The basic function of the name server is to provide information about network objects by answering queries. The specifications for this name server are defined in RFC1034, RFC1035 and RFC974. These documents can be found in /usr/src/etc/named/doc in 4.3BSD or ftped from ftp.rs.internic.net. It is also recommended that you read the related manual pages, named(8), resolver(3), and resolver(5).
The advantage of using a name server over the host table lookup for host name resolution is to avoid the need for a single centralized clearinghouse for all names. The authority for this information can be delegated to the different organizations on the network responsible for it.
The host table lookup routines require that the master file for the entire network be maintained at a central location by a few people. This works fine for small networks where there are only a few machines and the different organizations responsible for them cooperate. But this does not work well for large networks where machines cross organizational boundaries.
With the name server, the network can be broken into a hierarchy of domains. The name space is organized as a tree according to organizational or administrative boundaries. Each node, called a domain, is given a label, and the name of the domain is the concatenation of all the labels of the domains from the root to the current domain, listed from right to left separated by dots. A label need only be unique within its domain. The whole space is partitioned into several areas called zones, each starting at a domain and extending down to the leaf domains or to domains where other zones start. Zones usually represent administrative boundaries. An example of a host address for a host at the University of California, Berkeley would look as follows:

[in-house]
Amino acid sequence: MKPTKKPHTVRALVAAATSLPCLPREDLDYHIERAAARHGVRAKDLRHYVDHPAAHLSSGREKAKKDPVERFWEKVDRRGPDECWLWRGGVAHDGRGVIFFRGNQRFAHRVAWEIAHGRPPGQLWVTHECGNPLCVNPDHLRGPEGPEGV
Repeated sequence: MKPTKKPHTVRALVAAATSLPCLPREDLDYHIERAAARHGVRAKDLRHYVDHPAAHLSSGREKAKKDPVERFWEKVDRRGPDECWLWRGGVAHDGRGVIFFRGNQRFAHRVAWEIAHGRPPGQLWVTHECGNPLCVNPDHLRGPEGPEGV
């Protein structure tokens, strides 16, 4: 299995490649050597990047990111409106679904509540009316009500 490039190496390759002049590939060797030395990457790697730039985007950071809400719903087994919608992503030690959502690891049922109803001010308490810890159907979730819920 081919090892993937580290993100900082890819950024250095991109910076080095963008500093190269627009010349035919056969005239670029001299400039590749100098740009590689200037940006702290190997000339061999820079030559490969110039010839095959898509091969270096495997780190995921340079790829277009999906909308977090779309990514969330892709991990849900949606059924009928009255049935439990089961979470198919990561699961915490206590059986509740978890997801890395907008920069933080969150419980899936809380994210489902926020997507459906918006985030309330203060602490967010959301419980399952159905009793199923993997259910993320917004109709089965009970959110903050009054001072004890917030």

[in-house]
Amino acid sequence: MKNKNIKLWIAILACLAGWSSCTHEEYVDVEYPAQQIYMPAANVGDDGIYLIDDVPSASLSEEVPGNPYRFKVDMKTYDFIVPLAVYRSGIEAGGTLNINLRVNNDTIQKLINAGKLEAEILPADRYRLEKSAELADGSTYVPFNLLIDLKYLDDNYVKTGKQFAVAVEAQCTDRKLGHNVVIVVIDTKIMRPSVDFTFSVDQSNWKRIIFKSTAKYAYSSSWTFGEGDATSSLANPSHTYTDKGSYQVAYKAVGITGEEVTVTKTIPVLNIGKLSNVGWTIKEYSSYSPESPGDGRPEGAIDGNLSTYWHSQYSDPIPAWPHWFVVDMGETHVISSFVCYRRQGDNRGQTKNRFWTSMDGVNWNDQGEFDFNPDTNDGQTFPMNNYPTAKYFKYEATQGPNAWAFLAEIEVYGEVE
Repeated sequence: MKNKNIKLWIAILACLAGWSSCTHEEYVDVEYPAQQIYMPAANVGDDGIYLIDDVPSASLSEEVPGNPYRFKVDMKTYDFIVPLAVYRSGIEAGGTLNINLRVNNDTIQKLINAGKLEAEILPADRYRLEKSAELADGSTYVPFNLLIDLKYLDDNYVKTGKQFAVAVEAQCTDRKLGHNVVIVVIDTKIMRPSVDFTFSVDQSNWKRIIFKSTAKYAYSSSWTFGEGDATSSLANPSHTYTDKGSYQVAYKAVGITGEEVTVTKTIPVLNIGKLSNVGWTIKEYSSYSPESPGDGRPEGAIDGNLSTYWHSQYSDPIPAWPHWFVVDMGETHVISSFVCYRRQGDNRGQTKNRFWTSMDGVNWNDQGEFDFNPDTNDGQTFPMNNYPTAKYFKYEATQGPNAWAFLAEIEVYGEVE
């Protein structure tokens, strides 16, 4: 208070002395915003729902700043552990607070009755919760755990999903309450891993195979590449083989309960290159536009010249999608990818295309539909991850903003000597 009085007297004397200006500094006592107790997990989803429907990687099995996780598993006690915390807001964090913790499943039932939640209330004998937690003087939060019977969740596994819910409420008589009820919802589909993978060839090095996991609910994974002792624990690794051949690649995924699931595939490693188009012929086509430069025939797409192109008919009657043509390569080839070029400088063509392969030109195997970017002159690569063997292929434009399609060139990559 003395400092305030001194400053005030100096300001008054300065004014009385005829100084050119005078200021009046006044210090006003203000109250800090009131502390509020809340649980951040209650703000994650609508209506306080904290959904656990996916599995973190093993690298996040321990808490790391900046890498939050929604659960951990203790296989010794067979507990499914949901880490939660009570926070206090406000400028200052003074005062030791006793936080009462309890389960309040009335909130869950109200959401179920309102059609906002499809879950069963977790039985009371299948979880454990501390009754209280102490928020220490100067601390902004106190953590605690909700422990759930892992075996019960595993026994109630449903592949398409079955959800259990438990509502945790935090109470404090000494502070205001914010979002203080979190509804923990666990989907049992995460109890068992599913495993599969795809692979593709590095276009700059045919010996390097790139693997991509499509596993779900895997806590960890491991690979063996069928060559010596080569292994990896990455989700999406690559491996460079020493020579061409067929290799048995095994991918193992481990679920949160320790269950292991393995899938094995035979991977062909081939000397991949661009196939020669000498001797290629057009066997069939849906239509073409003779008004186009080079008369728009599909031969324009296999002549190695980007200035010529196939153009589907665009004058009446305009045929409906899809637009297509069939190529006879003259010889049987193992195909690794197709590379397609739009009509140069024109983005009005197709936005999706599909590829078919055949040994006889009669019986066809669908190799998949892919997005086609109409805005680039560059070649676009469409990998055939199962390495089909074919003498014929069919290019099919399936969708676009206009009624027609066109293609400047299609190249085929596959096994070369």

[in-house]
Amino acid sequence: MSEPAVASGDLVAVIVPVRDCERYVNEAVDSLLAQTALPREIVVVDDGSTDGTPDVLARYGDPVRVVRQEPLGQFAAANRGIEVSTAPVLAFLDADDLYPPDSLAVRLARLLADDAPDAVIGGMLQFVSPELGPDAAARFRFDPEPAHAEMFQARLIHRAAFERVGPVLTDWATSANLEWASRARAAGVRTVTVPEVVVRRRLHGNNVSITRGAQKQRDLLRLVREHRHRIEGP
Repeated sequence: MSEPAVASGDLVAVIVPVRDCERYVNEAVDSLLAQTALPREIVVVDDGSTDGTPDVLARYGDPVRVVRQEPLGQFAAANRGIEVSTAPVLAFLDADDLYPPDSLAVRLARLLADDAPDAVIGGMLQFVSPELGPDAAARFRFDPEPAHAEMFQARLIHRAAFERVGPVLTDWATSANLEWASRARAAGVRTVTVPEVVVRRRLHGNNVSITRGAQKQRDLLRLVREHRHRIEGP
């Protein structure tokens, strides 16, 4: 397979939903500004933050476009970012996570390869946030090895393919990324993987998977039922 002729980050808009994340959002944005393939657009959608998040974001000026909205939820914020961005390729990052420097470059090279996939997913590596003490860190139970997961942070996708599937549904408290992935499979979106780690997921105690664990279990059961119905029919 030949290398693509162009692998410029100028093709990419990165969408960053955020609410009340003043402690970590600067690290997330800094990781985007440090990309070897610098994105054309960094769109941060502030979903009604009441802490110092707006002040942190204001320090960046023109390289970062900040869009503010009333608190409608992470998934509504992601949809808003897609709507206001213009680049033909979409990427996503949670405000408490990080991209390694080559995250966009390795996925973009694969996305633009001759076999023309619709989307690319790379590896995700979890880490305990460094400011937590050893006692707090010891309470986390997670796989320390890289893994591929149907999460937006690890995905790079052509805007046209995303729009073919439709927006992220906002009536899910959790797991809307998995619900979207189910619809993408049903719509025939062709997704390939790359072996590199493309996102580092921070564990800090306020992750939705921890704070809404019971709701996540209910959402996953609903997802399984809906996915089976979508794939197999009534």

The top level domain for educational organizations is EDU; Berkeley is a subdomain of EDU and monet is the name of the host.